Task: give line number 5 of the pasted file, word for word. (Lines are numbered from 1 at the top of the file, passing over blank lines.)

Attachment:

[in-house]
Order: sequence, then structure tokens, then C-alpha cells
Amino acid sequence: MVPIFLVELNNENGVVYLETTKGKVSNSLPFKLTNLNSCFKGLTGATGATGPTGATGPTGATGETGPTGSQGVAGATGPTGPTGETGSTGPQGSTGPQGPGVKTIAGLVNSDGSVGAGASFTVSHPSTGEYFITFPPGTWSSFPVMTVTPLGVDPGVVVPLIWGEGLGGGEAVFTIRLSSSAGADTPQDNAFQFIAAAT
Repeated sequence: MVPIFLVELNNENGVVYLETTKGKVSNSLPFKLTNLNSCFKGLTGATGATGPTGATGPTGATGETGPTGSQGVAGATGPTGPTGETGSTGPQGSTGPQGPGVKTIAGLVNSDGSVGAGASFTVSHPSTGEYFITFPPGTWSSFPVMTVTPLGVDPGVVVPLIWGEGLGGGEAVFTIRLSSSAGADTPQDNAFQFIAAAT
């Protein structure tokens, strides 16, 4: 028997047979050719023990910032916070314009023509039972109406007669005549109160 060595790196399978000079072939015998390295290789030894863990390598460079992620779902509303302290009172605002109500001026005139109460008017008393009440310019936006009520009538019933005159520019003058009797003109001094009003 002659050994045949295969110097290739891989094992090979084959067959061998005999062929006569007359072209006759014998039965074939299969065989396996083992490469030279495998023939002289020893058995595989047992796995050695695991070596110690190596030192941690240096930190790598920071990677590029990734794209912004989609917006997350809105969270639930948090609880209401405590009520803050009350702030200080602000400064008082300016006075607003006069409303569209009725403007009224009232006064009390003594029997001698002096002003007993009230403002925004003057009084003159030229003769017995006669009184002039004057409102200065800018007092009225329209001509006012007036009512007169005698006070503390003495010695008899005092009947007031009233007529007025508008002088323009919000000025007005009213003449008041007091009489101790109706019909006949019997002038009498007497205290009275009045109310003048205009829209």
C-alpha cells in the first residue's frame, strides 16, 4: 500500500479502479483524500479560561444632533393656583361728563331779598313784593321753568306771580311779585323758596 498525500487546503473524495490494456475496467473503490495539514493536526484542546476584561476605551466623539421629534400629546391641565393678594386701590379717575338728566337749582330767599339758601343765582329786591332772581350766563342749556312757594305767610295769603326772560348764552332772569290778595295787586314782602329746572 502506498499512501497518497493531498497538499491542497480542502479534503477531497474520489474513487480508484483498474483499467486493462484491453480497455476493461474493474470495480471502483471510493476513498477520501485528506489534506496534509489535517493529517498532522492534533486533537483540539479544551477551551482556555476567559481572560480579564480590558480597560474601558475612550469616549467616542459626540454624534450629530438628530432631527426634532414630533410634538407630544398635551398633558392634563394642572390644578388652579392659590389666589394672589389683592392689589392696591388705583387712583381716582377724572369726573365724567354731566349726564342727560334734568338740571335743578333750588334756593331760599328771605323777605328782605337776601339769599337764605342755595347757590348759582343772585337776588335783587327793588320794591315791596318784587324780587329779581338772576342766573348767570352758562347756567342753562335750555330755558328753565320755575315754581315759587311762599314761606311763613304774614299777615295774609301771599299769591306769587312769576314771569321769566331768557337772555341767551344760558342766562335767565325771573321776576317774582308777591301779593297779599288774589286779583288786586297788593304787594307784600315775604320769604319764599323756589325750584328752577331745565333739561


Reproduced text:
């Protein structure tokens, strides 16, 4: 028997047979050719023990910032916070314009023509039972109406007669005549109160 060595790196399978000079072939015998390295290789030894863990390598460079992620779902509303302290009172605002109500001026005139109460008017008393009440310019936006009520009538019933005159520019003058009797003109001094009003 002659050994045949295969110097290739891989094992090979084959067959061998005999062929006569007359072209006759014998039965074939299969065989396996083992490469030279495998023939002289020893058995595989047992796995050695695991070596110690190596030192941690240096930190790598920071990677590029990734794209912004989609917006997350809105969270639930948090609880209401405590009520803050009350702030200080602000400064008082300016006075607003006069409303569209009725403007009224009232006064009390003594029997001698002096002003007993009230403002925004003057009084003159030229003769017995006669009184002039004057409102200065800018007092009225329209001509006012007036009512007169005698006070503390003495010695008899005092009947007031009233007529007025508008002088323009919000000025007005009213003449008041007091009489101790109706019909006949019997002038009498007497205290009275009045109310003048205009829209």